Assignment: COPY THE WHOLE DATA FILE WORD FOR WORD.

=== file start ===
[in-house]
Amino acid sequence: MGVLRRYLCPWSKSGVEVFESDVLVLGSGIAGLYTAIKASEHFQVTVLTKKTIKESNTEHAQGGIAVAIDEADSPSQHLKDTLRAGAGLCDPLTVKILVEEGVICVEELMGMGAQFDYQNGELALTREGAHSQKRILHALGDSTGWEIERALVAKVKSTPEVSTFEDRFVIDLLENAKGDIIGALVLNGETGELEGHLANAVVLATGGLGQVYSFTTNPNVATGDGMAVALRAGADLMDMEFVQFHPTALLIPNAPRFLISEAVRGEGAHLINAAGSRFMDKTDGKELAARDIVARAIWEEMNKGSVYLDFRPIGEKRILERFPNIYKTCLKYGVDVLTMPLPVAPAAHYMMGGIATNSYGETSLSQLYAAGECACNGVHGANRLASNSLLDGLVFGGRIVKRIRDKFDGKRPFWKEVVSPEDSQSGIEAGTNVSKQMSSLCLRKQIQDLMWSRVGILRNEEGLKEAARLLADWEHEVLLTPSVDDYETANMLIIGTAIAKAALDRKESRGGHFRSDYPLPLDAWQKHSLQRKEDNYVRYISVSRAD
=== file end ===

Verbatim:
[in-house]
Amino acid sequence: MGVLRRYLCPWSKSGVEVFESDVLVLGSGIAGLYTAIKASEHFQVTVLTKKTIKESNTEHAQGGIAVAIDEADSPSQHLKDTLRAGAGLCDPLTVKILVEEGVICVEELMGMGAQFDYQNGELALTREGAHSQKRILHALGDSTGWEIERALVAKVKSTPEVSTFEDRFVIDLLENAKGDIIGALVLNGETGELEGHLANAVVLATGGLGQVYSFTTNPNVATGDGMAVALRAGADLMDMEFVQFHPTALLIPNAPRFLISEAVRGEGAHLINAAGSRFMDKTDGKELAARDIVARAIWEEMNKGSVYLDFRPIGEKRILERFPNIYKTCLKYGVDVLTMPLPVAPAAHYMMGGIATNSYGETSLSQLYAAGECACNGVHGANRLASNSLLDGLVFGGRIVKRIRDKFDGKRPFWKEVVSPEDSQSGIEAGTNVSKQMSSLCLRKQIQDLMWSRVGILRNEEGLKEAARLLADWEHEVLLTPSVDDYETANMLIIGTAIAKAALDRKESRGGHFRSDYPLPLDAWQKHSLQRKEDNYVRYISVSRAD